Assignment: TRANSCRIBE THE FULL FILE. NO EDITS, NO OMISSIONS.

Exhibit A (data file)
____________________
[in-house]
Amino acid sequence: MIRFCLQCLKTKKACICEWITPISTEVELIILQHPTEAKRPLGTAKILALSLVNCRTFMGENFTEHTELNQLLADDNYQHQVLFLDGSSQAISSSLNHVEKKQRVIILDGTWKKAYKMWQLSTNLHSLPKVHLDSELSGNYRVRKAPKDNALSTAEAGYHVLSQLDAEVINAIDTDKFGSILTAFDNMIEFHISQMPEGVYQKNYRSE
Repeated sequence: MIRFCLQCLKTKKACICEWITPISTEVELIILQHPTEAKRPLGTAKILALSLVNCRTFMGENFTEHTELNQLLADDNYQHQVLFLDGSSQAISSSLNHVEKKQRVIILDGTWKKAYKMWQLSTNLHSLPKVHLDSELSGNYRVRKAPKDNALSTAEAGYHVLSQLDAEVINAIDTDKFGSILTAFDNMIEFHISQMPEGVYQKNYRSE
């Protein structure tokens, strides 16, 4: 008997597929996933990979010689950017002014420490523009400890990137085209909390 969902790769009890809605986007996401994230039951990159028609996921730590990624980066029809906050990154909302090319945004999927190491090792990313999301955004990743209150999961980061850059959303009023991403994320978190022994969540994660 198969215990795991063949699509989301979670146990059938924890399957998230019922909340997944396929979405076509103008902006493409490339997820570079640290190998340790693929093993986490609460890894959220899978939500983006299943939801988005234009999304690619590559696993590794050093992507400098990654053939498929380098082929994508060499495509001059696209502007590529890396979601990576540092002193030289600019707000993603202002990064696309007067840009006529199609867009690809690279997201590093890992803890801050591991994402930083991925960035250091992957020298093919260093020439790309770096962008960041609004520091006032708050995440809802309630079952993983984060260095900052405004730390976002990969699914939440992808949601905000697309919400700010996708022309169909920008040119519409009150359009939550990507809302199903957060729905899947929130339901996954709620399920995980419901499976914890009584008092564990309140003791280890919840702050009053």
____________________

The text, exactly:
[in-house]
Amino acid sequence: MIRFCLQCLKTKKACICEWITPISTEVELIILQHPTEAKRPLGTAKILALSLVNCRTFMGENFTEHTELNQLLADDNYQHQVLFLDGSSQAISSSLNHVEKKQRVIILDGTWKKAYKMWQLSTNLHSLPKVHLDSELSGNYRVRKAPKDNALSTAEAGYHVLSQLDAEVINAIDTDKFGSILTAFDNMIEFHISQMPEGVYQKNYRSE
Repeated sequence: MIRFCLQCLKTKKACICEWITPISTEVELIILQHPTEAKRPLGTAKILALSLVNCRTFMGENFTEHTELNQLLADDNYQHQVLFLDGSSQAISSSLNHVEKKQRVIILDGTWKKAYKMWQLSTNLHSLPKVHLDSELSGNYRVRKAPKDNALSTAEAGYHVLSQLDAEVINAIDTDKFGSILTAFDNMIEFHISQMPEGVYQKNYRSE
């Protein structure tokens, strides 16, 4: 008997597929996933990979010689950017002014420490523009400890990137085209909390 969902790769009890809605986007996401994230039951990159028609996921730590990624980066029809906050990154909302090319945004999927190491090792990313999301955004990743209150999961980061850059959303009023991403994320978190022994969540994660 198969215990795991063949699509989301979670146990059938924890399957998230019922909340997944396929979405076509103008902006493409490339997820570079640290190998340790693929093993986490609460890894959220899978939500983006299943939801988005234009999304690619590559696993590794050093992507400098990654053939498929380098082929994508060499495509001059696209502007590529890396979601990576540092002193030289600019707000993603202002990064696309007067840009006529199609867009690809690279997201590093890992803890801050591991994402930083991925960035250091992957020298093919260093020439790309770096962008960041609004520091006032708050995440809802309630079952993983984060260095900052405004730390976002990969699914939440992808949601905000697309919400700010996708022309169909920008040119519409009150359009939550990507809302199903957060729905899947929130339901996954709620399920995980419901499976914890009584008092564990309140003791280890919840702050009053």